Last November, San Francisco voters passed Proposition E, The Gross Receipts Tax and Business Registration Fees Ordinance ("Gross Receipts Tax"). The changes go into effect on January 1, 2014, but it is important to be aware of the new tax and how it will affect your business. In short, a phasing out of the current payroll tax will begin in 2014, and by 2018, all businesses in the City of San Francisco ("City") will file Gross Receipts Tax returns and pay the annual Gross Receipts Tax, which will be measured by the business?s gross receipts from all taxable business activities attributable to the City. In 2014, affected businesses will pay the Gross Receipts Tax at 10% of the rates approved by voters. This increases to 25% in 2015, 50% in 2016, 75% in 2017, and 100% in 2018.

The Gross Receipts Tax consists of eight different tax schedules and up to four progressive rates. They are as follows:

  1. Retail Trade; Wholesale Trade; and Certain Services 

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  1. Manufacturing; Transportation and Warehousing; Information; Biotechnology; Clean Technology; and Food Services

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  1. Accommodations; Utilities; and Arts, Entertainment and Recreation

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  1. Private Education and Health Services; Administrative and Support Services; and Miscellaneous Business Activities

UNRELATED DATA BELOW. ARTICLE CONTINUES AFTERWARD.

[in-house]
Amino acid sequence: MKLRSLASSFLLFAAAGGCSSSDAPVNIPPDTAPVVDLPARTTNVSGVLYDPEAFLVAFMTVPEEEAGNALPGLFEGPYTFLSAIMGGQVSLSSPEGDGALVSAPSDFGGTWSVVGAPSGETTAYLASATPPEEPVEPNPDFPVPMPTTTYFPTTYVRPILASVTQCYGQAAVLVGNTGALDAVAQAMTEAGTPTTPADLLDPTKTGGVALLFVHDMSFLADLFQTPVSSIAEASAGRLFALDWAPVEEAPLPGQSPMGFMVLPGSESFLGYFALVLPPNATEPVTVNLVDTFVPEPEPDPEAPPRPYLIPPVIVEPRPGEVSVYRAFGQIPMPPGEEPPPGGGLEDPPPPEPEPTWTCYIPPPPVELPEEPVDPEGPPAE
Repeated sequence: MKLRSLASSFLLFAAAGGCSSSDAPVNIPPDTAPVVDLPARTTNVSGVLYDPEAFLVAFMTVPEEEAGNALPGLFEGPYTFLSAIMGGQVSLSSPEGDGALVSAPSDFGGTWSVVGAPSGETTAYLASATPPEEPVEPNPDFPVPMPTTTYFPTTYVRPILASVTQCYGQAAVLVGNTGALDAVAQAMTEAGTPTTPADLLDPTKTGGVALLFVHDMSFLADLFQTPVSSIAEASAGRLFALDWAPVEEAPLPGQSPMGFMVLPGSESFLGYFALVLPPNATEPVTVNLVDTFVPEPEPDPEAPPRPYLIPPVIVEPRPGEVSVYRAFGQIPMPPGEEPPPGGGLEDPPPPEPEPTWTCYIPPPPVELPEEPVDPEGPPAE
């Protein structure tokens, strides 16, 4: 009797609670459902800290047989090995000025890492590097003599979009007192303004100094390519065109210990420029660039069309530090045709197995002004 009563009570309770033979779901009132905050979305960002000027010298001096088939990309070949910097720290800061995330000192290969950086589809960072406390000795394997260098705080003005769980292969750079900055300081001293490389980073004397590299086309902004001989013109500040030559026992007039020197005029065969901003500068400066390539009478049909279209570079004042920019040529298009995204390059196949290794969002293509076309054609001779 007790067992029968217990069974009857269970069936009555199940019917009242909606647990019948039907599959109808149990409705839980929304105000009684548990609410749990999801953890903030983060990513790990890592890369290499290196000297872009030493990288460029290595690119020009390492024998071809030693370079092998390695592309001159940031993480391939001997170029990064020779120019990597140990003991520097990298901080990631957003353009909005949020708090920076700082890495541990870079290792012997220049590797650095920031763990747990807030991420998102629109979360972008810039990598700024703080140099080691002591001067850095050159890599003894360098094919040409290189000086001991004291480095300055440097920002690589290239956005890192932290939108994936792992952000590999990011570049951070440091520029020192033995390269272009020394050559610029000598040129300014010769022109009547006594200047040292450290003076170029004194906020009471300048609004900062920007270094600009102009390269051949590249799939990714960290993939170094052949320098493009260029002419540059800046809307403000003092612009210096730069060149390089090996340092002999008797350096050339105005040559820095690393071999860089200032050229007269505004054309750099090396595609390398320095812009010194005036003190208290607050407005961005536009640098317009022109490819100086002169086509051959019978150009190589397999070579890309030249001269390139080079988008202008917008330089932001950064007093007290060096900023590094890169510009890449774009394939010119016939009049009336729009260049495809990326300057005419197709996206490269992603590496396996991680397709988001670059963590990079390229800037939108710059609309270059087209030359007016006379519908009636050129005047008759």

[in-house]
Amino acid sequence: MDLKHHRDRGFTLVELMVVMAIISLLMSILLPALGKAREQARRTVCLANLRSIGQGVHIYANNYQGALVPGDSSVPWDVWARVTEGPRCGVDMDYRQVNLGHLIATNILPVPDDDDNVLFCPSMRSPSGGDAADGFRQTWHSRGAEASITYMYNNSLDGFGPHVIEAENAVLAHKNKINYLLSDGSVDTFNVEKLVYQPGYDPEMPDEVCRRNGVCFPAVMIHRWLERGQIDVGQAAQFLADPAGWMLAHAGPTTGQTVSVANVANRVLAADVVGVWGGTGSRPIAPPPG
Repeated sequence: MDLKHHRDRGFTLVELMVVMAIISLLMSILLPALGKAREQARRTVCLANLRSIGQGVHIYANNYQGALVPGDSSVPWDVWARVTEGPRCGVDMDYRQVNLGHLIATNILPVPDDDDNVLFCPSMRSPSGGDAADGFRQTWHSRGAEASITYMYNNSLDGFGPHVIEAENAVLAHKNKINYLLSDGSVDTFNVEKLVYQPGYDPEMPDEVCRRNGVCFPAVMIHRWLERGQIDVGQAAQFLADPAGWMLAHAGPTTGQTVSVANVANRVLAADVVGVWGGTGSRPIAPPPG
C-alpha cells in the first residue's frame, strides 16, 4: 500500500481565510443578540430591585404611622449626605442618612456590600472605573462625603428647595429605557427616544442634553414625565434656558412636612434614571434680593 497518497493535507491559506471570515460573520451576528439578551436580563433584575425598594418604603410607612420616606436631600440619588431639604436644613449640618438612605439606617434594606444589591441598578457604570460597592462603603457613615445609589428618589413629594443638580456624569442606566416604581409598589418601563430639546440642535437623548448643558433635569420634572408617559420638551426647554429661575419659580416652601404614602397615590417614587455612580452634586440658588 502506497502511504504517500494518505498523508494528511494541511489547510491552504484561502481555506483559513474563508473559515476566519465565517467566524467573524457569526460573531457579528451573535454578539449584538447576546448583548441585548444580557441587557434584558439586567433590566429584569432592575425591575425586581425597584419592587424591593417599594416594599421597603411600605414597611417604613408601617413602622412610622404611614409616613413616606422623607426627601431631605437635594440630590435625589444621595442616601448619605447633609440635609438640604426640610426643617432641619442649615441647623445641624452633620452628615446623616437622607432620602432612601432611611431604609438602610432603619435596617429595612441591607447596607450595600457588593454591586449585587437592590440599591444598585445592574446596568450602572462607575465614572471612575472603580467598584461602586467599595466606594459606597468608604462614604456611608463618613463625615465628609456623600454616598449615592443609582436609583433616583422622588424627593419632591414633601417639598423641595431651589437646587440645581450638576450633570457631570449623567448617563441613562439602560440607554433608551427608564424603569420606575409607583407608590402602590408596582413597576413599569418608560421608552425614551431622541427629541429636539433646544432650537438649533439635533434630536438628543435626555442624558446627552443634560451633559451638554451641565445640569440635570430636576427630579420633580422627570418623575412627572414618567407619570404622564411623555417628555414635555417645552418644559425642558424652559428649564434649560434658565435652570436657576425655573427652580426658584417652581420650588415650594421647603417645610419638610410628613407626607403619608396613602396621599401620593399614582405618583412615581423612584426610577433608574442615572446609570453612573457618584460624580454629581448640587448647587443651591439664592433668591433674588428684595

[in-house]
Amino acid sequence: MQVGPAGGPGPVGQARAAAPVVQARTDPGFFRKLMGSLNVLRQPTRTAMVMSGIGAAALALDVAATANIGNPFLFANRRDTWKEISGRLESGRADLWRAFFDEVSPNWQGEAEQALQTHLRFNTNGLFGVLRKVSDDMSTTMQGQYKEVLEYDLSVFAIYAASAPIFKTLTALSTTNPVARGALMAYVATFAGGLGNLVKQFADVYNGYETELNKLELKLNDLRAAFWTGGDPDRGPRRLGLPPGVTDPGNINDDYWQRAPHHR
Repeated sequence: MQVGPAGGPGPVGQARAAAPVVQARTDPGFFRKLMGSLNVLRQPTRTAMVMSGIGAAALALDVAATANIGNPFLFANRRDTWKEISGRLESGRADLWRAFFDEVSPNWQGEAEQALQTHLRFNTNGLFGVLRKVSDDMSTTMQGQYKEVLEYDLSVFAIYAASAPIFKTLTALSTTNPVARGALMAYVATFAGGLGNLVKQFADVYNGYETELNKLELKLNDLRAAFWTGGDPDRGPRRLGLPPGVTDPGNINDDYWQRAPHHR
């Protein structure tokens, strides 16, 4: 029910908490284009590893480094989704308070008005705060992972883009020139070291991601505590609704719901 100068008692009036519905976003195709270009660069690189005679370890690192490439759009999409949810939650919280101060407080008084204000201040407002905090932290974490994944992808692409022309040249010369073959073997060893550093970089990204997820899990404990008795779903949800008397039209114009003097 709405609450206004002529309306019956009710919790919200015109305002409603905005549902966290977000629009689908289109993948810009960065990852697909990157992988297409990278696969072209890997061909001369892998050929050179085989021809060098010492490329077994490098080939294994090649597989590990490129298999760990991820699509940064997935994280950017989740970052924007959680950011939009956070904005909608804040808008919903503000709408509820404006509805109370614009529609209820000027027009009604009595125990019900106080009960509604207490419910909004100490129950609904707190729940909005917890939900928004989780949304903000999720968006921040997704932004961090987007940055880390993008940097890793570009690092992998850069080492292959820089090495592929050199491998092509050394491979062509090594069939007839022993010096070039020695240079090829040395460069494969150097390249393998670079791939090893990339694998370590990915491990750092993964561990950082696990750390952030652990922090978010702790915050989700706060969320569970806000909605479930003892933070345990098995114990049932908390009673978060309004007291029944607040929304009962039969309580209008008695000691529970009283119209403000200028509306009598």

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  1. Construction

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  1. Financial Services; Insurance; and Professional, Scientificand Technical Services

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  1. Real Estate and Rental and Leasing Services

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  1. Administrative Office Business Activities

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Under the ordinance, "gross receipts" includes, but is not limited to, ?amounts derived from sales, services, dealings in property, interest, rent, royalties, dividends, licensing fees, other fees, commissions and distributed amounts from other business entities.? S.F. Bus. and Tax Regs. ? 952.3. Furthermore, ?gross receipts includes but is not limited to all amounts that constitute gross income for federal income tax purposes.? Id. This means that federal gross income likely will be the starting point for San Francisco?s Gross Receipts Tax calculation purposes, but the entire universe of what constitutes ?gross receipts? is unclear.

"Gross receipts" does not include: any federal, state, or local taxes imposed on retail sales, nor tax refund amounts; amounts received from a related entity; investment receipts; nor allocations or distributions that are derived from pass-through entities. Id.

Businesses with gross receipts of less than $1 million annually are exempt from the Gross Receipts  Tax, but will have to pay a business registration fee.  Id. at § 954.1.   The Ordinance also provides exemptions for Internal Revenue Code-exempt organizations; banks and financial corporations; insurance companies; for-hire motor carriers of property; persons engaged in intercity transportation as a household goods carrier; and charter-party carriers operating limousines without an office in the City.  Id. at § 954.

Finally, the Ordinance includes provisions for allocation and apportionment of gross receipts from business activities both within and outside the City. Id. at ? 956. This requirement could potentially be quite burdensome on the taxpayer, because even if the taxpayer did not file a California consolidated return, it must file a consolidated return for all related entities within the City.